Richard Rathbone

Richard Rathbone (2 December 1788 – 10 November 1860) was a member of the noted Rathbone family of Liverpool in England.

Richard Rathbone
Richard Rathbone 1840.jpg
in 1840 in the crowd at the conference
Born(1788-12-02)2 December 1788
Died10 November 1860(1860-11-10) (aged 71)
Occupationmerchant
Known forAbolitionism

LifeEdit

Rathbone was the second son of William Rathbone IV. Richard was a commission merchant, setting up in partnership with his brother, William Rathbone V in 1809.

On 8 April 1817 Rathbone married his half-cousin, the illustrator and writer, Hannah Mary (5 July 1798 – 26 March 1878), daughter of Joseph Reynolds of Ketley, Shropshire, and granddaughter of Richard Reynolds. Richard devoted a lot of his time to the family business, which concerned his wife.[1]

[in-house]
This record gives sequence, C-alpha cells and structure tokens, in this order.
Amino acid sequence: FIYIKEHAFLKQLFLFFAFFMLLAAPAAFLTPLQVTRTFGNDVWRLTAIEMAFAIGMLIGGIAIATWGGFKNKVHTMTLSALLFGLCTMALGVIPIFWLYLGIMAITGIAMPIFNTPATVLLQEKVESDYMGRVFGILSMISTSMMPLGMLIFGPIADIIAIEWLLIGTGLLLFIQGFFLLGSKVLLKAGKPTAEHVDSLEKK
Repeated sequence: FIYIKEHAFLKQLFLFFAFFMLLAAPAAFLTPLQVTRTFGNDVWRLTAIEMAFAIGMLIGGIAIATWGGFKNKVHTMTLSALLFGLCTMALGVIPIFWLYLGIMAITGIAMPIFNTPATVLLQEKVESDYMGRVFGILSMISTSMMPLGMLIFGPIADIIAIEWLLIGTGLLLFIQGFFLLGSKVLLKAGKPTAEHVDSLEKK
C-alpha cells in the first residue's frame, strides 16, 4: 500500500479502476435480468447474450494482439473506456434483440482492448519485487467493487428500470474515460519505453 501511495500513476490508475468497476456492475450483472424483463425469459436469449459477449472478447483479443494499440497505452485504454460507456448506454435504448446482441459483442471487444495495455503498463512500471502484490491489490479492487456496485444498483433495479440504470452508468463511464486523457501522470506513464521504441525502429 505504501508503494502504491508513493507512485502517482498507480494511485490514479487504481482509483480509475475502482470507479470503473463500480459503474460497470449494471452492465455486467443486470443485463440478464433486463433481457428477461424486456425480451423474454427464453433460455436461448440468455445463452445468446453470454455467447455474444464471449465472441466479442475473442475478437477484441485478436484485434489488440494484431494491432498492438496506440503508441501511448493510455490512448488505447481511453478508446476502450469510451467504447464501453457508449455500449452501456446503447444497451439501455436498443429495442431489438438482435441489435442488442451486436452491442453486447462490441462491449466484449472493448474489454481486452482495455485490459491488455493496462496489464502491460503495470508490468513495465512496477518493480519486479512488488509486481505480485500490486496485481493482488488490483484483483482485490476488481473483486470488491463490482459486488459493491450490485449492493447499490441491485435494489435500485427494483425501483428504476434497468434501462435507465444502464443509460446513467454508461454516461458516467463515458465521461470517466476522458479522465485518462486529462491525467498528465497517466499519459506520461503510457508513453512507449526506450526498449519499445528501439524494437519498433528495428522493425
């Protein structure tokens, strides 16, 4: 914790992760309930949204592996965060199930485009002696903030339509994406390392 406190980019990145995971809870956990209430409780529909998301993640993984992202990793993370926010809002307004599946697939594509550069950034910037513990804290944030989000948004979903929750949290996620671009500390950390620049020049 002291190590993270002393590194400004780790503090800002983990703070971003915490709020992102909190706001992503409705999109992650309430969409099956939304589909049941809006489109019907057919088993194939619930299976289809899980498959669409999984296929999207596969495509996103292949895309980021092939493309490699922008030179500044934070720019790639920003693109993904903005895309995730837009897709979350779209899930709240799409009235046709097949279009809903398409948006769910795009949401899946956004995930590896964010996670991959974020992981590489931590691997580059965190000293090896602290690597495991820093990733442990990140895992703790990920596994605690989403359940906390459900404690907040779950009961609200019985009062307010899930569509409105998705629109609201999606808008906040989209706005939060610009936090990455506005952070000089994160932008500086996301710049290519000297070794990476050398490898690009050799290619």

He retired in 1835. As a committed opponent of the slave trade, he published in 1836 Letter to the President of the Liverpool Anti-Slavery Society.

Rathbone attended the 1840 anti-slavery convention in London and he was included in the painting which is now in the National Portrait Gallery in London.[2]

Rathbone and his wife six children:[1]

  • Hannah Mary (1818–1853)
  • Richard Reynolds (1820–1898)
  • Margaret (b. 1821 later Dixon)
  • William Benson (1826–1892)
  • Basil (1824–1853)
  • Emily (1838–1907, later Greg)

ReferencesEdit

  1. ^ a b "Rathbone [née Reynolds], Hannah Mary (1798–1878), writer". Oxford Dictionary of National Biography. doi:10.1093/ref:odnb/23158. Retrieved 2020-09-04.
  2. ^ The Anti-Slavery Society Convention, 1840, Benjamin Robert Haydon, accessed April 2009